It's one of the most over-used pieces of advice for any aspiring or new writer: Carry a notebook!
As soon as I began to take my dreams seriously, I tucked a small notebook in my handbag, and a pen that worked (never mind that it frequently gets used by some mini-person who needs distracting). I kept one at home too, and regularly distilled the one into the other, although I think I have some remaining organisational issues.
So why, then, do I keep blinking and finding thoughts gone? Twice lately I've had ideas and failed to write them down, believing I would definitely remember this till I got home (to be fair to myself, once I was driving, and it is generally frowned upon to rummage for your notebook and take notes while hurtling along a dual carriageway). Do I need to even say that when I got home, my memory was bare?
Then, I keep talking about my plan to write a short story each month in 2013 (all being well). I wrote the beginning of a story in the shower this morning. (The shower is a blissful little cubicle of peace in my house. The children follow me into the bathroom, but don't venture in the shower with me. They hop up and down outside the glass, begging me to wipe the steam, but it's surprising how that steamy glass can buffer you psychologically from the noise and demands of a three year old who wants to know if you're going to fetch him a banana soon; or the five year old who needs to complain with great indignation that his sister says she isn't afraid of money spiders, when for her whole life before this moment, right now, she has said she's scared of all spiders, so could you please come and tell her she's wrong about not minding little ones? I kid you not. If only all problems were so minor).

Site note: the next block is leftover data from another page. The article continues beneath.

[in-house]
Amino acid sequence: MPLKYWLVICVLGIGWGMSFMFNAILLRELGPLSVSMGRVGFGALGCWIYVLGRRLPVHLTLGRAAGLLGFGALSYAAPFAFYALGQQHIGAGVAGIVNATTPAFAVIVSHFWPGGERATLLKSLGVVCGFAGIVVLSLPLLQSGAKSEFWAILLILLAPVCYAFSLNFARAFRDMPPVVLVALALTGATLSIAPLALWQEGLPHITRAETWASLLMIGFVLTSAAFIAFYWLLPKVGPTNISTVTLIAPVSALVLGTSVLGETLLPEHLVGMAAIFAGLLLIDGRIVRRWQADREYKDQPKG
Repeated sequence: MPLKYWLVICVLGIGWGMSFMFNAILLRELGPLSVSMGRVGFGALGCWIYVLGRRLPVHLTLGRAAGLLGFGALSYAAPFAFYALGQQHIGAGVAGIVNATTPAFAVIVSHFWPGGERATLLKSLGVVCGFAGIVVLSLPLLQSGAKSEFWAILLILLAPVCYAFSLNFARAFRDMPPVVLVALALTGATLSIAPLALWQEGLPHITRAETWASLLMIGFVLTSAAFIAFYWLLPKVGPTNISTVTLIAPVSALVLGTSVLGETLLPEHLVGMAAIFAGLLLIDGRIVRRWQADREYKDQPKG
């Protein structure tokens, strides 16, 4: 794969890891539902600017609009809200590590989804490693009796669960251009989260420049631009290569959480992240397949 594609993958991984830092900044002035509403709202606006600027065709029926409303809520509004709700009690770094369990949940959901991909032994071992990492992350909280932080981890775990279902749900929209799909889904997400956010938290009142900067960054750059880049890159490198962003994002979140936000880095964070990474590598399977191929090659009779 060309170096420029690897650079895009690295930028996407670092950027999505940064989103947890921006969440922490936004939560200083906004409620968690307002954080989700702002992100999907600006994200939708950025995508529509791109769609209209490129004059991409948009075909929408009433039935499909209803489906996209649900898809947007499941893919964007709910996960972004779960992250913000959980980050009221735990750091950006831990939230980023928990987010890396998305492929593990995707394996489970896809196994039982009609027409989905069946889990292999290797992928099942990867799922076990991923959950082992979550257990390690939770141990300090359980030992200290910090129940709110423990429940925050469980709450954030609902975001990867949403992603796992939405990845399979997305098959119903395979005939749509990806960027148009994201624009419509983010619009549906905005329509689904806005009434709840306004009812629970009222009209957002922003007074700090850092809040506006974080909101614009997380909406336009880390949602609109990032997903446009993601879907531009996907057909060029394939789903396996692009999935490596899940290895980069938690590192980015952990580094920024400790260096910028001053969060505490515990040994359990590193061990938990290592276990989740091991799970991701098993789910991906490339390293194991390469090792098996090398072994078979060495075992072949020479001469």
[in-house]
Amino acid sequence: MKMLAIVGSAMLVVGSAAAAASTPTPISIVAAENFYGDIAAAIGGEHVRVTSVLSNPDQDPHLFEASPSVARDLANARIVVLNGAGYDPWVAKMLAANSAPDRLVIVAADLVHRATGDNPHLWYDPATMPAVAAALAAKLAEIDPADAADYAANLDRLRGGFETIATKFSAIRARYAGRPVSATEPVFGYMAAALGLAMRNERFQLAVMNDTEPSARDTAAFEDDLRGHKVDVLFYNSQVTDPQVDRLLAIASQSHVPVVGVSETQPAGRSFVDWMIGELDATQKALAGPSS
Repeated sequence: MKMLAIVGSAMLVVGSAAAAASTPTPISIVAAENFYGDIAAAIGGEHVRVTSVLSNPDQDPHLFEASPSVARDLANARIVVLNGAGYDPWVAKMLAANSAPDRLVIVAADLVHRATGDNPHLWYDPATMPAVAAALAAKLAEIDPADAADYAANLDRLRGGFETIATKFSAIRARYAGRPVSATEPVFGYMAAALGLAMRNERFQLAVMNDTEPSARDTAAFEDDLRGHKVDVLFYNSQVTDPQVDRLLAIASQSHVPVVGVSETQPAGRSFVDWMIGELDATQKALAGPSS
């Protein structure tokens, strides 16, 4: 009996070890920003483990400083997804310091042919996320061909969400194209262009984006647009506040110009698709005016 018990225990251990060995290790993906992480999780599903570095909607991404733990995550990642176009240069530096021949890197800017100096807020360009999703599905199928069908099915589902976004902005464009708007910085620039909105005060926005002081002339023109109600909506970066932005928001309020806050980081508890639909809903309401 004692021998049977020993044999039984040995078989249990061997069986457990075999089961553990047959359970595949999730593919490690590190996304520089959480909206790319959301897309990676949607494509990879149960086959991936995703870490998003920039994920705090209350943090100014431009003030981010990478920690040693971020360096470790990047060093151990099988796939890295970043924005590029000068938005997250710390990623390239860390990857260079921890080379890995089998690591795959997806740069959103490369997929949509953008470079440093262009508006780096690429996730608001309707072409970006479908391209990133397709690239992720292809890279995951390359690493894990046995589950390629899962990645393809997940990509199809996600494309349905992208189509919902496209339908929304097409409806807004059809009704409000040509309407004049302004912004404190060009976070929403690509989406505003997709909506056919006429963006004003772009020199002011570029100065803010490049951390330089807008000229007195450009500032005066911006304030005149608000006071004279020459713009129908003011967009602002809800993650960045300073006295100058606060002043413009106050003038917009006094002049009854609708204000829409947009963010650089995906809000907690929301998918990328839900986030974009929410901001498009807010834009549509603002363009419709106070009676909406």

So I was enjoying my ten minutes of peace and almost-quiet, and the story was rolling along bee-yoo-tifully, the way stories in embryo form often do. Ideas sparked and fizzed, character motivations popped into my mind fully formed and perfectly fit. As soon as everyone was in bed, I sat down and started to scribble so fast that my fingers cramped. About three paragraphs in, I began to falter; I was losing that vision. The simple lines I'd come up with had somehow got knotted up, and I found myself lost.
How can I alter this? Is it simply that when a thing is nebulous as a thought, it appears (deceptively) to be wonderful? Or is it that the first idea gets a little choked by the new thoughts that occur at a later time? Would climbing out of the shower and committing it all to paper immediately have helped, or would that have caused the idea to abort in the first place?
Next time, I shall try writing it down sooner, and see what happens - but if anyone wants to create a waterproof notebook so I can start to carry a notebook at ALL times, let me know...